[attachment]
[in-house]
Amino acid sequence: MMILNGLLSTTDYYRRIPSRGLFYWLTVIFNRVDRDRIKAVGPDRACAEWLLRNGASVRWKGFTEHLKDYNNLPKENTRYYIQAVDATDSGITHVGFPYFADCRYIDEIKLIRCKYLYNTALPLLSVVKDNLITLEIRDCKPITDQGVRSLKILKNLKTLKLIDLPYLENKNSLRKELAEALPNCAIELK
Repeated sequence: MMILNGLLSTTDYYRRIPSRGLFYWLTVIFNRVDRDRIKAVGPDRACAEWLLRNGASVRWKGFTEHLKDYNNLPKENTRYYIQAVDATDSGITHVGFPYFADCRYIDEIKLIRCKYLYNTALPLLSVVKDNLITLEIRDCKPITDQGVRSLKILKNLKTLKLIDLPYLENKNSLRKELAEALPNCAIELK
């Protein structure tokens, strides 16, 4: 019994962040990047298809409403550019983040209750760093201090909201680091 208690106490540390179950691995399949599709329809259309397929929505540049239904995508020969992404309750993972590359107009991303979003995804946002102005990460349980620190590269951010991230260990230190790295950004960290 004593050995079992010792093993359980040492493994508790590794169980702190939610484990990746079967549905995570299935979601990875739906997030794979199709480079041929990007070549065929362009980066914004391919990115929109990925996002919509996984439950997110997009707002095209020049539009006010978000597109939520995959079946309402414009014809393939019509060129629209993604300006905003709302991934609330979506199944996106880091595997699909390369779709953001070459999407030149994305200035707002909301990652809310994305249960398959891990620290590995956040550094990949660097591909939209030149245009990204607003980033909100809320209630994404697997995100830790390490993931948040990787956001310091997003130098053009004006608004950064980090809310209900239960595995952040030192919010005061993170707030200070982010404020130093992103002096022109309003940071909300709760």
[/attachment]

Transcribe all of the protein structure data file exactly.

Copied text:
[in-house]
Amino acid sequence: MMILNGLLSTTDYYRRIPSRGLFYWLTVIFNRVDRDRIKAVGPDRACAEWLLRNGASVRWKGFTEHLKDYNNLPKENTRYYIQAVDATDSGITHVGFPYFADCRYIDEIKLIRCKYLYNTALPLLSVVKDNLITLEIRDCKPITDQGVRSLKILKNLKTLKLIDLPYLENKNSLRKELAEALPNCAIELK
Repeated sequence: MMILNGLLSTTDYYRRIPSRGLFYWLTVIFNRVDRDRIKAVGPDRACAEWLLRNGASVRWKGFTEHLKDYNNLPKENTRYYIQAVDATDSGITHVGFPYFADCRYIDEIKLIRCKYLYNTALPLLSVVKDNLITLEIRDCKPITDQGVRSLKILKNLKTLKLIDLPYLENKNSLRKELAEALPNCAIELK
């Protein structure tokens, strides 16, 4: 019994962040990047298809409403550019983040209750760093201090909201680091 208690106490540390179950691995399949599709329809259309397929929505540049239904995508020969992404309750993972590359107009991303979003995804946002102005990460349980620190590269951010991230260990230190790295950004960290 004593050995079992010792093993359980040492493994508790590794169980702190939610484990990746079967549905995570299935979601990875739906997030794979199709480079041929990007070549065929362009980066914004391919990115929109990925996002919509996984439950997110997009707002095209020049539009006010978000597109939520995959079946309402414009014809393939019509060129629209993604300006905003709302991934609330979506199944996106880091595997699909390369779709953001070459999407030149994305200035707002909301990652809310994305249960398959891990620290590995956040550094990949660097591909939209030149245009990204607003980033909100809320209630994404697997995100830790390490993931948040990787956001310091997003130098053009004006608004950064980090809310209900239960595995952040030192919010005061993170707030200070982010404020130093992103002096022109309003940071909300709760």